2. Hepatoxicity (Toxic to the Liver)
Mushrooms like Amanita (death cap or death angel), produce toxins that are harmful to the liver. Affected dogs can suffer from liver failure. Digestive problems start to show within 6-24 hours after eating the mushroom. Some dogs appear to overcome these symptoms, but all the while, the liver is under extreme insult until the problem becomes very serious and complicated. Death can occur within days if aggressive treatment is not given. Unfortunately, liver failure associated with mushroom toxicity is irreversible.
3. Nephrotoxicity (Toxic to the Kidneys)
The toxins produced by mushrooms in this group affect the kidneys. While cases in North America are quite rare, affected dogs suffer from vomiting, nausea, and dehydration. Signs of illness can be delayed for up to 12 hours. But some could reach a week or longer to manifest. By the time pet owners seek treatment for their dogs, damage to the kidneys has already been done.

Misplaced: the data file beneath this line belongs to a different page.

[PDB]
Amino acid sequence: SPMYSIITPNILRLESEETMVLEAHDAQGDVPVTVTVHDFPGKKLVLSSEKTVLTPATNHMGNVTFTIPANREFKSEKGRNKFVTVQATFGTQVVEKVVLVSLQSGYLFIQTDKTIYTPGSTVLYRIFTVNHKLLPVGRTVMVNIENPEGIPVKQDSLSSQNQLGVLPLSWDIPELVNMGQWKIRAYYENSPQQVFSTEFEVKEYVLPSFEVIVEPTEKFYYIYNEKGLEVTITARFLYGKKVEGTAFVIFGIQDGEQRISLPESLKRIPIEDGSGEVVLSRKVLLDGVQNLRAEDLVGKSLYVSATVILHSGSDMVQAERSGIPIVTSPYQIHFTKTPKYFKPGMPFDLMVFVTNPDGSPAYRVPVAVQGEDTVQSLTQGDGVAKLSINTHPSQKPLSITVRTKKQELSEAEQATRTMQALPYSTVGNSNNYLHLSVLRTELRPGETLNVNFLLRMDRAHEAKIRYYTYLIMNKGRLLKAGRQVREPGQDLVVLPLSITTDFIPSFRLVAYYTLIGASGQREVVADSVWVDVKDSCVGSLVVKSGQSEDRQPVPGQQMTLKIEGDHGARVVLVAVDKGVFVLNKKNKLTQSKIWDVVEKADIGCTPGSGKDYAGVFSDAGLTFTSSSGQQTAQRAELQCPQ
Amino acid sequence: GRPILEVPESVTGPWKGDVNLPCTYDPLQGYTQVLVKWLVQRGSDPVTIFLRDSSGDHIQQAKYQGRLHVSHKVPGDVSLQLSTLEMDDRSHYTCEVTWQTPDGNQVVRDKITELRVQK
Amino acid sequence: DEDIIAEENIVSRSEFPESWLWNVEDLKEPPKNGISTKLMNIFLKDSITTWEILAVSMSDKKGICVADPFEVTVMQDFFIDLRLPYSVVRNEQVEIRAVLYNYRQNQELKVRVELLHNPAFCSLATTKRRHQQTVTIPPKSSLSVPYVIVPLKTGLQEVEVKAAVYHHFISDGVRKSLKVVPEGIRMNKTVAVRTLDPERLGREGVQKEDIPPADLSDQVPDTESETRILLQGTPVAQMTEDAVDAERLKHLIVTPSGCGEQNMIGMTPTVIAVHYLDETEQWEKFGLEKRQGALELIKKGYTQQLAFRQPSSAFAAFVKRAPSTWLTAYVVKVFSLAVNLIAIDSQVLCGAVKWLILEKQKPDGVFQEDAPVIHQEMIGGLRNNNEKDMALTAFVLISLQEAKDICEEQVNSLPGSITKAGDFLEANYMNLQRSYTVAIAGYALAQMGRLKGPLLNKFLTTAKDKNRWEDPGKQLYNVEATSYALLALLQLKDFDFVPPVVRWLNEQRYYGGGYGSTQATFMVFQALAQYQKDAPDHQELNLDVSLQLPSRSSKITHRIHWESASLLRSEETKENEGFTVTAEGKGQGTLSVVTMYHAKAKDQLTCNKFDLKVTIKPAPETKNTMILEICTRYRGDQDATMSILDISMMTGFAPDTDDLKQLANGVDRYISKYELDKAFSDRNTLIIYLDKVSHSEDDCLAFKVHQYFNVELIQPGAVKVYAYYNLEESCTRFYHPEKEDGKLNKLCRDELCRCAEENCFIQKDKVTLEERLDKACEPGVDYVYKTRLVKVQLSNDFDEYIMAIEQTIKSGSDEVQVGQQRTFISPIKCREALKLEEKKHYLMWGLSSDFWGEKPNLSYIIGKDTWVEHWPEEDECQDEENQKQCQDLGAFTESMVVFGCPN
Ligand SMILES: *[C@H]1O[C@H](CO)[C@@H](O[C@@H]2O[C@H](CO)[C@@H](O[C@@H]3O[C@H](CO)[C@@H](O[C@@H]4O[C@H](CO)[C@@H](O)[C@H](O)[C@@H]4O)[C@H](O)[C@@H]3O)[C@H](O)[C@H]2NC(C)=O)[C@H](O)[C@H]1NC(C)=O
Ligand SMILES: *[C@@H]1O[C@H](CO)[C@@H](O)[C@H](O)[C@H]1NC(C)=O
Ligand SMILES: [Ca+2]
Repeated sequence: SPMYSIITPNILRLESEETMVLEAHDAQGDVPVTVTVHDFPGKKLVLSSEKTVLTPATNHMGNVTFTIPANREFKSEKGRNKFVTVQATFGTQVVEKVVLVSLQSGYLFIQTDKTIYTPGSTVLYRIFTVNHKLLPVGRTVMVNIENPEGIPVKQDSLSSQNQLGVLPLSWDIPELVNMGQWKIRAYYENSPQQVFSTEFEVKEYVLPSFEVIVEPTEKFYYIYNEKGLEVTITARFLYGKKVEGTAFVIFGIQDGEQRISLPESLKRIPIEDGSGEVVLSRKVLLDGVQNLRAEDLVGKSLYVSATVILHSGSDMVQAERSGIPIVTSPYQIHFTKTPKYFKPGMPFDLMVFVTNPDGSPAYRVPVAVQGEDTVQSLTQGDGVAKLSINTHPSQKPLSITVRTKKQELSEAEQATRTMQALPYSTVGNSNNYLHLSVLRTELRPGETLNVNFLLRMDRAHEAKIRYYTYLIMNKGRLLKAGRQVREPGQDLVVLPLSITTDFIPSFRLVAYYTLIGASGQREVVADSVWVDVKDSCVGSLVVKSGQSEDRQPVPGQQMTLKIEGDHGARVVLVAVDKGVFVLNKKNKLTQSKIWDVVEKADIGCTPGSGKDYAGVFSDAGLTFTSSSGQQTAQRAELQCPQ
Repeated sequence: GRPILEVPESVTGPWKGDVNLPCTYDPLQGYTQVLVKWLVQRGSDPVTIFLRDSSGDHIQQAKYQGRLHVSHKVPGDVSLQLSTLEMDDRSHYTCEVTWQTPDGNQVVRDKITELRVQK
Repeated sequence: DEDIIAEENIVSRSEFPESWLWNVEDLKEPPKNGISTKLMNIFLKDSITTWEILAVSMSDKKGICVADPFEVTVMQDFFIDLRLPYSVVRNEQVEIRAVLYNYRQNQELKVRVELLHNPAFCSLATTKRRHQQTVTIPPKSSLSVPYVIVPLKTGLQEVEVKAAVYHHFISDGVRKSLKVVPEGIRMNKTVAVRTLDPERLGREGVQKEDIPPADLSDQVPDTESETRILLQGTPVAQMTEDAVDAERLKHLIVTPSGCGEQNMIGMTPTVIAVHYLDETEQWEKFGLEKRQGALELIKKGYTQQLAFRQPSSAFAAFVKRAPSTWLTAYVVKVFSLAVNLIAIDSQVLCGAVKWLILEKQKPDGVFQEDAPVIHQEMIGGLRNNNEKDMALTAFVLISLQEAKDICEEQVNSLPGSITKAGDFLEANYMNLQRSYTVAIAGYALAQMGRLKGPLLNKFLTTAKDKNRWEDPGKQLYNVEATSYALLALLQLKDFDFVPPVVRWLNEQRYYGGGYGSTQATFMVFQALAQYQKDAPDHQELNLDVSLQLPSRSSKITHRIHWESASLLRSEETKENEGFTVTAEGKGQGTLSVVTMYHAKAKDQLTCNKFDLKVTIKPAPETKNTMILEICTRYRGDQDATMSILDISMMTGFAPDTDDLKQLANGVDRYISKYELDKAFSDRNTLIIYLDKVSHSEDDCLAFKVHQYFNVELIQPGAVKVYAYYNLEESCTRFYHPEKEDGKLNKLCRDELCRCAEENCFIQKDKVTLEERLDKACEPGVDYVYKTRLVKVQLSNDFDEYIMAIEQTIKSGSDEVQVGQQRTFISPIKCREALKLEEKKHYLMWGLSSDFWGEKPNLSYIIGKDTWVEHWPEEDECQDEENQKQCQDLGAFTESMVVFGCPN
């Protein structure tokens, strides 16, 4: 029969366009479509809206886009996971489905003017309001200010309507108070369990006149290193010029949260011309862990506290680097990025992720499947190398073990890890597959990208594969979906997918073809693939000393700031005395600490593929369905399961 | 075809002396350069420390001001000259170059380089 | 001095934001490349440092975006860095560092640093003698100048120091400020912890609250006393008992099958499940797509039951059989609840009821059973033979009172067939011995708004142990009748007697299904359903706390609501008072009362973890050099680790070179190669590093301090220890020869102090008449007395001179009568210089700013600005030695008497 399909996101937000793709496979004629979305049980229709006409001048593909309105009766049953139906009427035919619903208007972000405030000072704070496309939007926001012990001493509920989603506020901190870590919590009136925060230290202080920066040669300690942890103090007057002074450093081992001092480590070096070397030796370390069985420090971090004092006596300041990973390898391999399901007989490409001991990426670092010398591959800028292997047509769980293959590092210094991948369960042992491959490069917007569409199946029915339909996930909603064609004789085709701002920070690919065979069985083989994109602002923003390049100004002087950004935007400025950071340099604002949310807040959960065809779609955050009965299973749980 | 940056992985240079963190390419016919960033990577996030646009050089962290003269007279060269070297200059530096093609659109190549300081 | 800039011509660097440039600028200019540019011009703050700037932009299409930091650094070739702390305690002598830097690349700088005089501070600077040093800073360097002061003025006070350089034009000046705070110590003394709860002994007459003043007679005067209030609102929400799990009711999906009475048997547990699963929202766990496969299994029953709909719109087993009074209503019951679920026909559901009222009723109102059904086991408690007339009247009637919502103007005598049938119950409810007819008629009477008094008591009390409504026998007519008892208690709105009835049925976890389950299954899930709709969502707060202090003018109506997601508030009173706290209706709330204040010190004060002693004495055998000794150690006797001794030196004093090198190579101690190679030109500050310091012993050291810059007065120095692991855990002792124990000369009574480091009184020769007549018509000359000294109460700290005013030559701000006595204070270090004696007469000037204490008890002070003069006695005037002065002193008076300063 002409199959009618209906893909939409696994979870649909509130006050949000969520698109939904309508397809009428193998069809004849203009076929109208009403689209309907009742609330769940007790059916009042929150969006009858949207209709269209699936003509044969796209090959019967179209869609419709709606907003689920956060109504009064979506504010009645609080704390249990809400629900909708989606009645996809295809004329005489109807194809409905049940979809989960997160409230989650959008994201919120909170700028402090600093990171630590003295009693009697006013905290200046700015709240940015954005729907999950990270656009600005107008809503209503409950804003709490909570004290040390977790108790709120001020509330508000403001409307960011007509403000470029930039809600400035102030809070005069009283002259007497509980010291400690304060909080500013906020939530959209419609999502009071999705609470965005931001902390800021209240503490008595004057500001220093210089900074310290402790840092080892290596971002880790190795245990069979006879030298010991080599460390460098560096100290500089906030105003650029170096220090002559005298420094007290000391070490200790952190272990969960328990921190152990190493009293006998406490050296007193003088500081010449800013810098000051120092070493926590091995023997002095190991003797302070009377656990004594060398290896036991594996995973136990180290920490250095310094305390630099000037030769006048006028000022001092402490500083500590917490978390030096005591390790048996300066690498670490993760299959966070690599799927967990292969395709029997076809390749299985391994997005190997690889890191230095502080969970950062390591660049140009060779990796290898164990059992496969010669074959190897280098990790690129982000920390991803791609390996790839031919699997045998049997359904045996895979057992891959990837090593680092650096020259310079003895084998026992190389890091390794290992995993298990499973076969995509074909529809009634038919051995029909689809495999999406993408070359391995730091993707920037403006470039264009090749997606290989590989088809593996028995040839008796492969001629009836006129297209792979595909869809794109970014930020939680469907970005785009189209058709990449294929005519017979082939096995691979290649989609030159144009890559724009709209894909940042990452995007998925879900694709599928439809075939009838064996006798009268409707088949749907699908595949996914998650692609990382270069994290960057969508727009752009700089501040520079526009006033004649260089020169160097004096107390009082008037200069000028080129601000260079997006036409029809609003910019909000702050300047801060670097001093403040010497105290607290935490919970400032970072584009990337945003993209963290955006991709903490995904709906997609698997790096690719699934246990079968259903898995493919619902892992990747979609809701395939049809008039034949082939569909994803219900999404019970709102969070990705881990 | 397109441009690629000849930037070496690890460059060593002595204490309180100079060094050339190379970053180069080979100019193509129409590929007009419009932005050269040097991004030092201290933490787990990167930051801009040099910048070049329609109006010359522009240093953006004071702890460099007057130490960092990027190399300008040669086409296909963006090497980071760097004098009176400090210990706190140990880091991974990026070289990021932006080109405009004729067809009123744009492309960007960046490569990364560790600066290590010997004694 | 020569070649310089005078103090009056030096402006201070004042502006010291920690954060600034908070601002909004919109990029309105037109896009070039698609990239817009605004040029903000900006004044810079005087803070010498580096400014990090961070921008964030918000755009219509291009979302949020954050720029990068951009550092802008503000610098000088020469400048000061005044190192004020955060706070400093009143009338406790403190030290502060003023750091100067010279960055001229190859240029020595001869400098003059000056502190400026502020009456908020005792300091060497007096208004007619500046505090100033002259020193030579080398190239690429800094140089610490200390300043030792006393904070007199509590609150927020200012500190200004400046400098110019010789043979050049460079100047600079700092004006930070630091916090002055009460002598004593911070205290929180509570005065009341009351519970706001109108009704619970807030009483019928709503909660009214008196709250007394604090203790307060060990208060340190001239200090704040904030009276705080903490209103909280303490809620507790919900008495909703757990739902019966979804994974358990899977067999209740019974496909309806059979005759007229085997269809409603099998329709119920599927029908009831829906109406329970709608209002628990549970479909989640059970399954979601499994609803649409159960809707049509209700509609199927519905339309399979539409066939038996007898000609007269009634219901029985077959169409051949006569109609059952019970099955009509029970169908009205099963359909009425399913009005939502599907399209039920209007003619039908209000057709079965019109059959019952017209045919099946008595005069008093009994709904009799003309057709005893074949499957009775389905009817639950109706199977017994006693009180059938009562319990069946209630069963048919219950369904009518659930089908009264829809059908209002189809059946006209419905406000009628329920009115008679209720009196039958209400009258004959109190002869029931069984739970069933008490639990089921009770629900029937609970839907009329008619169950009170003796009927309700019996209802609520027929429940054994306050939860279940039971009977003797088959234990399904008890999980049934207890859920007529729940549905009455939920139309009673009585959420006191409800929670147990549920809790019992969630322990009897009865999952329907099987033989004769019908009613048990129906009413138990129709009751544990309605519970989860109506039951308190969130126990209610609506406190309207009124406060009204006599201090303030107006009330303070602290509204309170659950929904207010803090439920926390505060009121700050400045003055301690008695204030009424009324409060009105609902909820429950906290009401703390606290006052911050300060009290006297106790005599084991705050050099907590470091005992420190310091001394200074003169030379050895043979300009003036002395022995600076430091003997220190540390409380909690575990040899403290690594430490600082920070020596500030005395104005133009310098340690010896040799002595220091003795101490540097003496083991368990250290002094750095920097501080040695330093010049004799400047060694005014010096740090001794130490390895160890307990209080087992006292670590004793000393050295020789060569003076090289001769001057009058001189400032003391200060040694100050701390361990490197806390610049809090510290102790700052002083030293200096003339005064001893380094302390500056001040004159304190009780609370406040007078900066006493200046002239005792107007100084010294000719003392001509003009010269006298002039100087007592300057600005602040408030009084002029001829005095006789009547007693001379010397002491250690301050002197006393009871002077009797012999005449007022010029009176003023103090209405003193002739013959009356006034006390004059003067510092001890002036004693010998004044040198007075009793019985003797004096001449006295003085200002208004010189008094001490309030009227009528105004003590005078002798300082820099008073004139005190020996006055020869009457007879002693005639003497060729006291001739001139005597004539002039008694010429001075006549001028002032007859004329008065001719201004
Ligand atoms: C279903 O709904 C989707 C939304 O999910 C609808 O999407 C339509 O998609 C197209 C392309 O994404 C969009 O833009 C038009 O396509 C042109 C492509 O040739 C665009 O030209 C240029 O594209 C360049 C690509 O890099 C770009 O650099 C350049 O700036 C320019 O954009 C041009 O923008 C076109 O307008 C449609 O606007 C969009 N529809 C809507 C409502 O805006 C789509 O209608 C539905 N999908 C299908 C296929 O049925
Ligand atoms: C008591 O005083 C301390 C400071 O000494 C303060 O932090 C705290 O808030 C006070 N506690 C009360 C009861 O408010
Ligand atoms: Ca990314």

The toxin produced by these mushrooms affects the nervous system leading to neurological symptoms. 3 groups of mushrooms have been associated with neurotoxic effects in dogs. These include hallucinogenic or magic mushrooms (psilocybin), hydrazines, and isoxazole. The symptoms are faster to set in (within 30 minutes and up to 6 hours after exposure). Affected dogs suffer from weakness, tremors, incoordination, hallucinations, vocalizations, disorientation, abnormal vocalizations, agitation, and seizures.
What to Do if You Suspect Your Dog has Mushroom Poisoning
If you think your dog has been exposed to poisonous mushrooms, you should contact your vet or the animal poison control hotline immediately. You will be given instructions on what to do -whether you need to bring your pet in ASAP, bring a sample of the mushroom, etc.
Early detection of poisonous mushroom exposure can be a big help in the diagnosis and treatment. Most cases are undiagnosed, as routine diagnostic tests only exist for amanitins and psilocin mushrooms. Early diagnosis can allow your vet to make appropriate and timely decisions when it comes to patient care and management.